Below is information on keeping yourself and family safe, but to keep things in perspective, I need to explain a few things about Ebola.
First, Ebola is extremely deadly if you don’t have access to a modern hospital. Even if you get the best care, this is a very dangerous disease because it is a virus infection.
You may have heard about the strains of antibiotic resistant infections due to over-use of antibiotics in food animals and extreme use of anti-bacterial soaps which cause bacteria to mutate.
But that doesn’t apply to Ebola, which is a virus infection. There is no anti-virus drug which would be equivalent to anti-biotics.
There are some drugs which can enhance a patient’s own immune system to fight off a viral infection but these are only partially effective.
With a viral infection, whether it is the common cold, the yearly flu, (which kills about 200,000 each year world-wide, or an extremely dangerous hemorrhagic infection such as Ebola, has to be beaten by the patient’s own immune system and the standard treatment is to support them with fluids and bed rest to keep them alive long enough for their immune system to react.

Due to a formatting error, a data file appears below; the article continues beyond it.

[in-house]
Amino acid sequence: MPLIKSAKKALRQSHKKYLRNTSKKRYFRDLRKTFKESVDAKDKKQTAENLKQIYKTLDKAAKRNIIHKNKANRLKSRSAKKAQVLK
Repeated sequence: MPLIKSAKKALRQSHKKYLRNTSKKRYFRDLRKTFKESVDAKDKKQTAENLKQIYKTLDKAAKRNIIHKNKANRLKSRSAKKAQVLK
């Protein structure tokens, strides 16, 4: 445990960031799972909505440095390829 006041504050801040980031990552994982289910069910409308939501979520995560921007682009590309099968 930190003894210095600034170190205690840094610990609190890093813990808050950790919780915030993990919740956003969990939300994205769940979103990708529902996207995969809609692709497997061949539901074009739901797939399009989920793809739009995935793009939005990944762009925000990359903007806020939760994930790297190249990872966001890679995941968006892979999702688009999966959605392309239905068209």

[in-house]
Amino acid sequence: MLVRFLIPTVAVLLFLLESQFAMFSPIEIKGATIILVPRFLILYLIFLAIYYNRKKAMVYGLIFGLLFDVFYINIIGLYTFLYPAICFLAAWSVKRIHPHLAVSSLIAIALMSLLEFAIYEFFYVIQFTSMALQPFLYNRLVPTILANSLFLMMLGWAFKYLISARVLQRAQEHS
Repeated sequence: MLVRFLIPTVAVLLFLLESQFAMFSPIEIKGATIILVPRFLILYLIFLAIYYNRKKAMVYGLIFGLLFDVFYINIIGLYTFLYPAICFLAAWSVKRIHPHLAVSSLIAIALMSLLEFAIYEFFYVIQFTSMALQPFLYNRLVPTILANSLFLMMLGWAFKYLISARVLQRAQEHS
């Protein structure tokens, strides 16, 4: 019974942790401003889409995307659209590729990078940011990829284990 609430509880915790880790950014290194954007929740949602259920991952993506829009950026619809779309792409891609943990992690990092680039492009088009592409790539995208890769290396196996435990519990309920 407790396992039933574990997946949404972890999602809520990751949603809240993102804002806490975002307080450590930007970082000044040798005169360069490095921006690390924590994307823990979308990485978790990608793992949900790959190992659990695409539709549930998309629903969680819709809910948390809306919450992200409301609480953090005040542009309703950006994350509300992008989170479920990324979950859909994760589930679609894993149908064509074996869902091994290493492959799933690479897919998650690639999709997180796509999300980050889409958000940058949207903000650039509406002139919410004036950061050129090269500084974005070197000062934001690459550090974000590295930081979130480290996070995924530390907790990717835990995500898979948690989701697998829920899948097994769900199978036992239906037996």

The CDC (http://www.cdc.gov/flu/about/disease/us_flu-related_deaths.htm) reports “Thompson MG et al. Updated Estimates of Mortality Associated with Seasonal Influenza through the 2006-2007 Influenza Season. MMWR 2010; 59(33): 1057-1062.,” provides updated estimates of the range of flu-associated deaths that occurred in the United States during the three decades prior to 2007. CDC estimates that from the 1976-1977 season to the 2006-2007 flu season, “flu-associated deaths ranged from a low of about 3,000 to a high of about 49,000 people.[in the U.S. alone!]”
And remember that with up to 50,000 deaths in the U.S. each year form the flu, we have a highly effective immunization available every year.
Keep those numbers in mind when you hear that Ebola is killing thousands of people.
Protecting yourself and your family
To protect yourself, you need to know some basic facts about Ebola and how you could catch it.